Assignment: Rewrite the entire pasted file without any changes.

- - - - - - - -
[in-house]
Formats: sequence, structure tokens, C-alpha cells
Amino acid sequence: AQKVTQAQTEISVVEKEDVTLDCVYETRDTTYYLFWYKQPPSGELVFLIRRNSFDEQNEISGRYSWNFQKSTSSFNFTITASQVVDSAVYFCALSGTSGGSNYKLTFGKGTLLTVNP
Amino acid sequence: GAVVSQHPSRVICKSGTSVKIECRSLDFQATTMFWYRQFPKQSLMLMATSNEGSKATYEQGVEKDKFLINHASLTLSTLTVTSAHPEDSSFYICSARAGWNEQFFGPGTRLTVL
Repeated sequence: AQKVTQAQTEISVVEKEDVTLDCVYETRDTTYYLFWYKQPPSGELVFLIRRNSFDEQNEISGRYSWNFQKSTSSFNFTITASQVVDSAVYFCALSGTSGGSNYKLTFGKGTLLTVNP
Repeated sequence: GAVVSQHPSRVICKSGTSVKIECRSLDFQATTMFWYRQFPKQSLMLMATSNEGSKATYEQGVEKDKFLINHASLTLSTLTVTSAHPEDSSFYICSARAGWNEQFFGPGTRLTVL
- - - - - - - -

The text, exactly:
[in-house]
Formats: sequence, structure tokens, C-alpha cells
Amino acid sequence: AQKVTQAQTEISVVEKEDVTLDCVYETRDTTYYLFWYKQPPSGELVFLIRRNSFDEQNEISGRYSWNFQKSTSSFNFTITASQVVDSAVYFCALSGTSGGSNYKLTFGKGTLLTVNP
Amino acid sequence: GAVVSQHPSRVICKSGTSVKIECRSLDFQATTMFWYRQFPKQSLMLMATSNEGSKATYEQGVEKDKFLINHASLTLSTLTVTSAHPEDSSFYICSARAGWNEQFFGPGTRLTVL
Repeated sequence: AQKVTQAQTEISVVEKEDVTLDCVYETRDTTYYLFWYKQPPSGELVFLIRRNSFDEQNEISGRYSWNFQKSTSSFNFTITASQVVDSAVYFCALSGTSGGSNYKLTFGKGTLLTVNP
Repeated sequence: GAVVSQHPSRVICKSGTSVKIECRSLDFQATTMFWYRQFPKQSLMLMATSNEGSKATYEQGVEKDKFLINHASLTLSTLTVTSAHPEDSSFYICSARAGWNEQFFGPGTRLTVL